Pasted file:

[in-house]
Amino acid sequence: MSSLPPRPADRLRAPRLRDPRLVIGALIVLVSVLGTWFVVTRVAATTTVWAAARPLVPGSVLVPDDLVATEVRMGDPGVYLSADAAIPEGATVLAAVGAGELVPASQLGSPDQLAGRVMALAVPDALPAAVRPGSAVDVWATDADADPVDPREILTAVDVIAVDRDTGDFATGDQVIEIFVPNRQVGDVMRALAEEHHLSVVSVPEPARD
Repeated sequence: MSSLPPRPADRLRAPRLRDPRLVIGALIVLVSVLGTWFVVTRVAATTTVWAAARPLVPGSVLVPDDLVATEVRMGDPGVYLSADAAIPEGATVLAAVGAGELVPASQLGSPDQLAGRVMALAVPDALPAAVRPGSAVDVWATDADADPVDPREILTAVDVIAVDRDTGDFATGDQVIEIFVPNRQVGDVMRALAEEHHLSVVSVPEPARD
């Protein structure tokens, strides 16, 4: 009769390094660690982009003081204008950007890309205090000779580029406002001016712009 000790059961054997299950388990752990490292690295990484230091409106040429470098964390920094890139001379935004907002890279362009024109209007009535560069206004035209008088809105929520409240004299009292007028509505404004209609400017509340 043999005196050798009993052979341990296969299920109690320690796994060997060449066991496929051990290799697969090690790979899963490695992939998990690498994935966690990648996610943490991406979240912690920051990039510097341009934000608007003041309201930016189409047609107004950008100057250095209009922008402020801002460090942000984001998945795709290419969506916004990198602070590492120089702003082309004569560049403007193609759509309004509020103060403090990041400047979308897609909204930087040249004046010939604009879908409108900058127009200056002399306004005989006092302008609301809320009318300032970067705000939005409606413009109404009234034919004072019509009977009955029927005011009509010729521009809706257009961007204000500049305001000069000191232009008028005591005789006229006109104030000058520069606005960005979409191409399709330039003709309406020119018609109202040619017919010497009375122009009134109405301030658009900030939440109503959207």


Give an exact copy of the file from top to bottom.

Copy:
[in-house]
Amino acid sequence: MSSLPPRPADRLRAPRLRDPRLVIGALIVLVSVLGTWFVVTRVAATTTVWAAARPLVPGSVLVPDDLVATEVRMGDPGVYLSADAAIPEGATVLAAVGAGELVPASQLGSPDQLAGRVMALAVPDALPAAVRPGSAVDVWATDADADPVDPREILTAVDVIAVDRDTGDFATGDQVIEIFVPNRQVGDVMRALAEEHHLSVVSVPEPARD
Repeated sequence: MSSLPPRPADRLRAPRLRDPRLVIGALIVLVSVLGTWFVVTRVAATTTVWAAARPLVPGSVLVPDDLVATEVRMGDPGVYLSADAAIPEGATVLAAVGAGELVPASQLGSPDQLAGRVMALAVPDALPAAVRPGSAVDVWATDADADPVDPREILTAVDVIAVDRDTGDFATGDQVIEIFVPNRQVGDVMRALAEEHHLSVVSVPEPARD
């Protein structure tokens, strides 16, 4: 009769390094660690982009003081204008950007890309205090000779580029406002001016712009 000790059961054997299950388990752990490292690295990484230091409106040429470098964390920094890139001379935004907002890279362009024109209007009535560069206004035209008088809105929520409240004299009292007028509505404004209609400017509340 043999005196050798009993052979341990296969299920109690320690796994060997060449066991496929051990290799697969090690790979899963490695992939998990690498994935966690990648996610943490991406979240912690920051990039510097341009934000608007003041309201930016189409047609107004950008100057250095209009922008402020801002460090942000984001998945795709290419969506916004990198602070590492120089702003082309004569560049403007193609759509309004509020103060403090990041400047979308897609909204930087040249004046010939604009879908409108900058127009200056002399306004005989006092302008609301809320009318300032970067705000939005409606413009109404009234034919004072019509009977009955029927005011009509010729521009809706257009961007204000500049305001000069000191232009008028005591005789006229006109104030000058520069606005960005979409191409399709330039003709309406020119018609109202040619017919010497009375122009009134109405301030658009900030939440109503959207």